COVID-19

How the Federal Reserve’s “discount window” works

Amy Scott Mar 16, 2020
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The Fed also announced a cut in the discount rate in an attempt to stimulate the economy during the downturn caused by COVID-19. Mark Makela/Getty Images
COVID-19

How the Federal Reserve’s “discount window” works

Amy Scott Mar 16, 2020
The Fed also announced a cut in the discount rate in an attempt to stimulate the economy during the downturn caused by COVID-19. Mark Makela/Getty Images
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You don’t get much more big picture than the Federal Reserve on a Sunday afternoon pulling out all the stops. That huge cut in its short-term interest rate — another big bond buying program — echoes of the financial crisis, to be sure.

Also, the Fed cut something called the discount rate: short-term, emergency loans dispensed through what’s known as the discount window. What we’re talking about here is the Fed making some big moves to keep credit flowing to households and businesses.

Think of the discount window as a shot of WD-40. If a bank is short on cash to cover customer withdrawals or make loans, it can borrow money short term directly from the Fed.

“It’s in effect kind of keeping the financial system lubricated during a stressful time,” said Bert Ely, a banking consultant. He said the problem is that banks are reluctant to reach for the can.

Borrowing from the Fed is usually more expensive than borrowing from other banks.

And Joe Gagnon, senior fellow at the Peterson Institute for International Economics, said that looks bad.

“I mean, if a bank has to pay a higher rate to get credit, it’s usually because other banks are leery of lending to it,” Gagnon said. “So it looks like it might be in trouble.”

The Fed is trying to reduce that stigma by slashing the discount rate and by urging banks to use it.

If they say, ‘Well, please come, please come,’ which they also did during the financial crisis, then it’s like everybody’s doing it, and it’s OK, and it’s legitimate,” said Anat Admati, finance and economics professor at Stanford.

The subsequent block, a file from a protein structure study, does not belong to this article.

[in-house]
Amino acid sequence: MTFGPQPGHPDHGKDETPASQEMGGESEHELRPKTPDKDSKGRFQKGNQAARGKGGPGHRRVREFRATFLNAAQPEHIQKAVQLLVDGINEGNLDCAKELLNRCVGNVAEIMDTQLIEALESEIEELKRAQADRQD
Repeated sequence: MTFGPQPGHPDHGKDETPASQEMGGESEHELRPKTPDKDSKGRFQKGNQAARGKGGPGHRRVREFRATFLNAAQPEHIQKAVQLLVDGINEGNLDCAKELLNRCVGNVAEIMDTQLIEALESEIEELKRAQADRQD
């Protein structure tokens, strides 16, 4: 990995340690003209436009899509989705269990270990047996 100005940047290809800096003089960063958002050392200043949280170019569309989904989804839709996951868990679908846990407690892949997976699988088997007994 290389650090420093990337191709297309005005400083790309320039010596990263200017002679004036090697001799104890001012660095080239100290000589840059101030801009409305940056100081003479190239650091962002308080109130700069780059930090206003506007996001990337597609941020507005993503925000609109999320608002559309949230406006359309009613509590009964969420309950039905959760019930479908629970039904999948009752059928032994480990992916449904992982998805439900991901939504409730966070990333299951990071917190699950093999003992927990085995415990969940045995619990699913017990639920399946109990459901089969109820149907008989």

It could help that JPMorgan Chase recently said it plans to use the discount window to help break that stigma.

Gerard Cassidy, an analyst with RBC Capital Markets, said bank balance sheets are strong right now, partly because of nervous customers.

“There’s been an influx of deposits for the safety of the [Federal Deposit Insurance Corp.] deposit insurance, so I don’t think the banks are going to be forced to go to the discount window,” Cassidy said.

But he said it’s better to get them comfortable with the idea before there’s a real emergency.

COVID-19 Economy FAQs

What are the details of President Joe Biden’s coronavirus relief plan?

The $1.9 trillion plan would aim to speed up the vaccine rollout and provide financial help to individuals, states and local governments and businesses. Called the “American Rescue Plan,” the legislative proposal would meet Biden’s goal of administering 100 million vaccines by the 100th day of his administration, while advancing his objective of reopening most schools by the spring. It would also include $1,400 checks for most Americans. Get the rest of the specifics here.

What kind of help can small businesses get right now?

A new round of Paycheck Protection Program loans recently became available for pandemic-ravaged businesses. These loans don’t have to be paid back if rules are met. Right now, loans are open for first-time applicants. And the application has to go through community banking organizations — no big banks, for now, at least. This rollout is designed to help business owners who couldn’t get a PPP loan before.

What does the hiring situation in the U.S. look like as we enter the new year?

New data on job openings and postings provide a glimpse of what to expect in the job market in the coming weeks and months. This time of year typically sees a spike in hiring and job-search activity, says Jill Chapman with Insperity, a recruiting services firm. But that kind of optimistic planning for the future isn’t really the vibe these days. Job postings have been lagging on the job search site Indeed. Listings were down about 11% in December compared to a year earlier.

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